|...two nice parallel cuts next to each other.|
Ok, if you're still reading...This is obviously not an all inclusive guide to sharpening a crosscut hand saw. I could go into similar length with rip saws as well, which I fully intend to do, just not right now.
What this is, is saw sharpening from the beginner's perspective. In hopes to help out a fellow saw sharpening beginner. I have in my shop a total of eight hand saws. Six of which have been rehabbed and sharpened, two are waiting on sharpening.
Tuning is a simple process, but it requires your patience and willingness to pay attention to what you're seeing and react appropriately. It also requires a soft touch. When you stone a blade, just gently run the stone down the blade. Don't put a lot of pressure on it. I have a dedicated stone for this. A friend gave me a bucket of assorted tools that included an old oil stone. That oil stone has become my saw stone. I don't believe that this is the time for expensive water stones (or expensive Arkansas stones, etc). A less expensive stone will be perfectly appropriate.
Pay attention to the back side of the cut. I tend to push too hard sometimes. This leads to an increase in tear out on the back of the board. Let the saw do the work. Tear out is also a result of too little fleam. I don't know the perfect fleam number. Too much fleam leads to a saw that cuts quickly and cleanly, but dulls fast. Not enough means that it will have a stronger edge at the tooth, but will tear out more.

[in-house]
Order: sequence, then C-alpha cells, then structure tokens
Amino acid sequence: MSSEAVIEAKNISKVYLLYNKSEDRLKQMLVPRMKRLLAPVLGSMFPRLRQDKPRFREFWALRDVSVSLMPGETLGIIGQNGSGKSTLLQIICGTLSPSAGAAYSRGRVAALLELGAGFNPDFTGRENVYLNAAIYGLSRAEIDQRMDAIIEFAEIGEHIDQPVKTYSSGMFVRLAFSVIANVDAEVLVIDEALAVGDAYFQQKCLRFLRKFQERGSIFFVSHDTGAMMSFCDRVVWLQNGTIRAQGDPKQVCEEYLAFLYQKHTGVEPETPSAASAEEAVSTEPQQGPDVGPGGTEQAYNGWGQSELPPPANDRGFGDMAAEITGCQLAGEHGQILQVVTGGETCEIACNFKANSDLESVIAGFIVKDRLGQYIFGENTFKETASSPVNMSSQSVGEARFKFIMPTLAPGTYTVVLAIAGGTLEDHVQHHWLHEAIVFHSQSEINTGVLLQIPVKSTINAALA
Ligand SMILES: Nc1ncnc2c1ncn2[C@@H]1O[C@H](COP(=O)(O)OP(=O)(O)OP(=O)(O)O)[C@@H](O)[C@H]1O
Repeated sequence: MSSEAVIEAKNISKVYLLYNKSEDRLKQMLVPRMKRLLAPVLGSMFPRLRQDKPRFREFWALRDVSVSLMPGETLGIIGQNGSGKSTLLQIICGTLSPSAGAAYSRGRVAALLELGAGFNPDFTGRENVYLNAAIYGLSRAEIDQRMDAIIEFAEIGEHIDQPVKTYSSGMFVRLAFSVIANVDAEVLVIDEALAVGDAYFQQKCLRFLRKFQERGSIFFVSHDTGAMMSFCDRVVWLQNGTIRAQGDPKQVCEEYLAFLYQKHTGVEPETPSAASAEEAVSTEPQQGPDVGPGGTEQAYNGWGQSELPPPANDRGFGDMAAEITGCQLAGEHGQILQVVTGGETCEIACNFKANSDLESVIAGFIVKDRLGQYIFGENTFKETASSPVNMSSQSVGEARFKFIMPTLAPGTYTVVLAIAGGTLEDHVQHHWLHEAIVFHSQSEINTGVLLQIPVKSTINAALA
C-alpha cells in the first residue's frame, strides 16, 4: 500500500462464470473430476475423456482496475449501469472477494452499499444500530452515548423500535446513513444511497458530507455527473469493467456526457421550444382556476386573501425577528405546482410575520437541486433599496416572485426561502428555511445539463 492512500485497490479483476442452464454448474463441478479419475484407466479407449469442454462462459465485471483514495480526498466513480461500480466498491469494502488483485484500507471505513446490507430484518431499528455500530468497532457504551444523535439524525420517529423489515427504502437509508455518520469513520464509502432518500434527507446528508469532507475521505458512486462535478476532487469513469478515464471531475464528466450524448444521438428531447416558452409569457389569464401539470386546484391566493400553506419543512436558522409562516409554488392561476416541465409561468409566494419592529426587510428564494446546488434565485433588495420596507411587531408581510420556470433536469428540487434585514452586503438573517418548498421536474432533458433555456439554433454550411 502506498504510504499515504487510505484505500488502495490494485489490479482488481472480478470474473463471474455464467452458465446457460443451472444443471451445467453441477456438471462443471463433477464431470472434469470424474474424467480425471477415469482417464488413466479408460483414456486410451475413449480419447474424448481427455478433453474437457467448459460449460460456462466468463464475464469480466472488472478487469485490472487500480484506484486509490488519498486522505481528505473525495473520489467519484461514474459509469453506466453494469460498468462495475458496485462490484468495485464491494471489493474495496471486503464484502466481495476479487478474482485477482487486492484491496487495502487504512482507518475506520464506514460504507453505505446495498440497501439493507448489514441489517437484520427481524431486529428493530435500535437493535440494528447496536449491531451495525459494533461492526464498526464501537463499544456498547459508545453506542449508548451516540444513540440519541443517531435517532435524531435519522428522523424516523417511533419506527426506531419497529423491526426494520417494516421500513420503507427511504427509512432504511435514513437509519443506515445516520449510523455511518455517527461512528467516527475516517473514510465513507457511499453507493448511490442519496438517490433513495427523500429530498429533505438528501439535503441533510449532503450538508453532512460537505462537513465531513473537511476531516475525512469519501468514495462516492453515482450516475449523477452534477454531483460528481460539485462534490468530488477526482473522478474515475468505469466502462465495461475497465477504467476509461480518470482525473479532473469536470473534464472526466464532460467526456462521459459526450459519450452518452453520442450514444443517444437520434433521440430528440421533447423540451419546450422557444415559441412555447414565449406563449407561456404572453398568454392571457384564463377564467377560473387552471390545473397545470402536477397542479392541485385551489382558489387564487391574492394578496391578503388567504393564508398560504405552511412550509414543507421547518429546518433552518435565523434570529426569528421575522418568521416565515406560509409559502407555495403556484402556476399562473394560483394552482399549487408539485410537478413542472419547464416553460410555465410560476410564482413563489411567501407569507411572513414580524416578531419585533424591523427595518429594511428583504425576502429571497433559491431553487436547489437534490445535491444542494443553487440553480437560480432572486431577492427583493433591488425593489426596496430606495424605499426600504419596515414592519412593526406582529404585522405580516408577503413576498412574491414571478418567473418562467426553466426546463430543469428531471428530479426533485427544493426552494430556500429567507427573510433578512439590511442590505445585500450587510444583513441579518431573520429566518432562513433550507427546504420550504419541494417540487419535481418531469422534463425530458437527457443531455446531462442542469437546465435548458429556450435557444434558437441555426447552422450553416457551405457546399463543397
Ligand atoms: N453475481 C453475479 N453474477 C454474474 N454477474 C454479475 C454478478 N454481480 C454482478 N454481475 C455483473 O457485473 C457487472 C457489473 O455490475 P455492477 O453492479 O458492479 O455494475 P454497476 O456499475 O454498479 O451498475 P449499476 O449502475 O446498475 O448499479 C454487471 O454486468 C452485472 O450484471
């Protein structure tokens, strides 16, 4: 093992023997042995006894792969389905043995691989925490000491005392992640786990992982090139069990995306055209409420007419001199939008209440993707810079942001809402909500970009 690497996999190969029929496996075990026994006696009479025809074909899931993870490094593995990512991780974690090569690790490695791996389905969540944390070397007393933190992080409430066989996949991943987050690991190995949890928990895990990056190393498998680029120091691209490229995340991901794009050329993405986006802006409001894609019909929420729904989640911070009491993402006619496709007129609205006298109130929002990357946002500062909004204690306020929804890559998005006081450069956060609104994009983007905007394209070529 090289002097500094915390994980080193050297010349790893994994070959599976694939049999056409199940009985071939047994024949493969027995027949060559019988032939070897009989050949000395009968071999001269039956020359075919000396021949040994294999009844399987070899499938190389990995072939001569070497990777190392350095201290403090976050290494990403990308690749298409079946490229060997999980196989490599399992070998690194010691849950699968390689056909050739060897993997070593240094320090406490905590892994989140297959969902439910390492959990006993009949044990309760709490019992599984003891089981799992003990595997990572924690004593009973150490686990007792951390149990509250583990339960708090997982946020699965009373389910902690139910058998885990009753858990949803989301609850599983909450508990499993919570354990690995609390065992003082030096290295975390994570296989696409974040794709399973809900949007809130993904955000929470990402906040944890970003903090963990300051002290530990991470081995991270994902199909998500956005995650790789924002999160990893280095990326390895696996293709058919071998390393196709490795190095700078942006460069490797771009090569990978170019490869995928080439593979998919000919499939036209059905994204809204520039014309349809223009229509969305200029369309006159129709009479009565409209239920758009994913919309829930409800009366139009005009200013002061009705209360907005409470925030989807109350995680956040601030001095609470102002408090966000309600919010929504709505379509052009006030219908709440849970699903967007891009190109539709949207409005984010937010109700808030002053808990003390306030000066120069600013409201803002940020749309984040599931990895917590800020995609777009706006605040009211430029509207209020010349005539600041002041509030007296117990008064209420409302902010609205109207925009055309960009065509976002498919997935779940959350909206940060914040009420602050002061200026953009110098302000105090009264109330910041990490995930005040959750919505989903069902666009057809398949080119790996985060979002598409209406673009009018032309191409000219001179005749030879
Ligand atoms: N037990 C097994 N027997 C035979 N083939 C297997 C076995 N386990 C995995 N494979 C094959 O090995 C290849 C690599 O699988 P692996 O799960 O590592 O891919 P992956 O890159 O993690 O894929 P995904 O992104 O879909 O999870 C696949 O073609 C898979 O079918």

Rake angle is another important detail. Zero rake cuts aggressively, but is hard to start. Too much rake makes the saw slower, but easier to start.
Tooth set. I didn't cover how to set the teeth. We'll do that later. Essentially, it's the amount that each tooth gets bent over to the side. This effectively widens the cut and allows the blade to move through the wood without binding. You can typically get away with less set in a crosscut saw than a rip saw. This is due to the tendency for a board to spring back as it is ripped.
There's plenty more that can be covered. We could fill a couple of books. File size? Sloped gullets? The finer mechanics of everything mentioned above? And a thousand other topics. For now, I just hope that this post might just push one other noob like myself down the slippery slope into the hand tool world. A well sharpened hand saw is a joy to use. A well sharpened hand saw that you sharpened YOURSELF is even more so. That's it on saw sharpening for now. I have a few other saws that I will cover soon, and I hope that I (and maybe you) can learn a little more from it.